Priebus evidently isn’t aware of how Akin’s and Huckabee’s behavior last year killed the party. He isn’t showing any evidence that he’s learning now, either.
The Republican Party still owns a majority of state governorships and legislatures, so there’s no reason for 2012 to cause a panic. It does have three problems that it needs to deal with ahead of 2014. They are its brand problem, its candidate problem and its strategic problem.
The brand problem showed up most starkly earlier in the week, when a poll conducted by The Hill revealed that a 55% majority back GOP ideas until they learn that those ideas came from Republicans. Does that suggest that the GOP’s real problem is same-sex marriage or immigration? Both of those issues have pockets of support and resistance, but the GOP base is still pretty firm that marriage should stay as it is, and that the border should be secured before anyone even thinks about granting any illegal immigrant any form of amnesty. If Priebus leads the RNC to irritate the activist and voting base on both issues, he’s leading the party off a cliff. The base will be dispirited and stay home.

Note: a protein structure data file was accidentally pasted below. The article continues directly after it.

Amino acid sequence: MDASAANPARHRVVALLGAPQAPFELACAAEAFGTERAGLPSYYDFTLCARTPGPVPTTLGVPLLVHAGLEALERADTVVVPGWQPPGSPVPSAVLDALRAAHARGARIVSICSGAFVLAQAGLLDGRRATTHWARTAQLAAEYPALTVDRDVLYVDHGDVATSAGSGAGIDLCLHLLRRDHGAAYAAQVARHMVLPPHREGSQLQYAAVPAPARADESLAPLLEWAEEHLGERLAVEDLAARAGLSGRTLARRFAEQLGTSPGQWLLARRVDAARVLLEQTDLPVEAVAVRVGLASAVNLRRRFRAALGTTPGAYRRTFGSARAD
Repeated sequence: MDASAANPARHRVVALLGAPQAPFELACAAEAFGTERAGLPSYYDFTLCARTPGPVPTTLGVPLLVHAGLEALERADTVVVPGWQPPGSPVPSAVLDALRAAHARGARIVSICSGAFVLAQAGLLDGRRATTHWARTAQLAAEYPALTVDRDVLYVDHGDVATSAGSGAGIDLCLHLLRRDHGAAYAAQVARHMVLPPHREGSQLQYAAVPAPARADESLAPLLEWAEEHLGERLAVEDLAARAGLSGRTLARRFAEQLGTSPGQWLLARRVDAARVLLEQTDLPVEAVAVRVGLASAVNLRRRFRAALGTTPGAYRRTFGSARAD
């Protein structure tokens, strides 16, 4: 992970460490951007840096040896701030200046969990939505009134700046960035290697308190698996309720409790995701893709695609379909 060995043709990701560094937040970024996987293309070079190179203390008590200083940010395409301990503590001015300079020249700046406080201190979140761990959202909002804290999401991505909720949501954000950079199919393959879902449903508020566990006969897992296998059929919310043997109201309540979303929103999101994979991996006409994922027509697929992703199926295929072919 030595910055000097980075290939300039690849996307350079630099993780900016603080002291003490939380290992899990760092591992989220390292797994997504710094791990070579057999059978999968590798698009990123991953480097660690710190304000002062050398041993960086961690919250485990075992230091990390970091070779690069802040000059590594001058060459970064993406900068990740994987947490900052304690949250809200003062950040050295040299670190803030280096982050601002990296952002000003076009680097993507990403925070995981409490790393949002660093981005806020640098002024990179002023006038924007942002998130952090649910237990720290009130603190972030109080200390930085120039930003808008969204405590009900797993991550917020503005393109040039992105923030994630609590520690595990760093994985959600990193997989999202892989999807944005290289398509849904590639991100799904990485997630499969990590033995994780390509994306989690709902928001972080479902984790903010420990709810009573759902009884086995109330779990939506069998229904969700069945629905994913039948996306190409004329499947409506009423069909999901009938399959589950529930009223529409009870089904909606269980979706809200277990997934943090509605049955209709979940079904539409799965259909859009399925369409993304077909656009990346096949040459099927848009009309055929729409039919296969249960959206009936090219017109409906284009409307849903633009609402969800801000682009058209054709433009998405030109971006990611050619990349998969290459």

The GOP’s candidate problem is defined by Akin, Mourdoch and others who win party nominations only to say something stupid and hand the Democrats and the media the means to destroy them. The candidate problem feeds the image problem, and makes the strategic problem more pronounced. The party probably can’t completely fix this problem on our side, but it can exploit it on the other side through more shrewd use of information technology. The RNC should improve on the OFA five-point strategy and build out a more effective data operation to identify prospective voters. Grow the base through persuasion, not surrender.
The other side isn’t resting, and they’re not making any sounds about moving to the center or angering their base. They’re still building on their 2012 win at the top level. Take a look at Pat Ruffini’s site. In his latest post, he details a few job listings posted by Organizing for Action. A couple show just how serious OFA’s data effort will be, even now that the election is months behind us. Is the RNC looking for similar talent? Is it looking for ways to counter the Democrats’ clear technological edge?
Priebus appears to be losing the plot. The GOP needs to soothe its base’s 2012 wounds and make moves that inspire confidence that it has learned good lessons from 2012 that will make it more competitive in 2014. This week has been awful, though, starting with the Growth and Opportunity Report and following through with Priebus’ comments about Huckabee. I get the point he’s making about tone, which is valid. But Huckabee actually took a harsh tone last year and hurt the party. He’s a poor example from his Arkansas record on fiscal issues to his instincts on Akin, and is no model for making the party more competitive.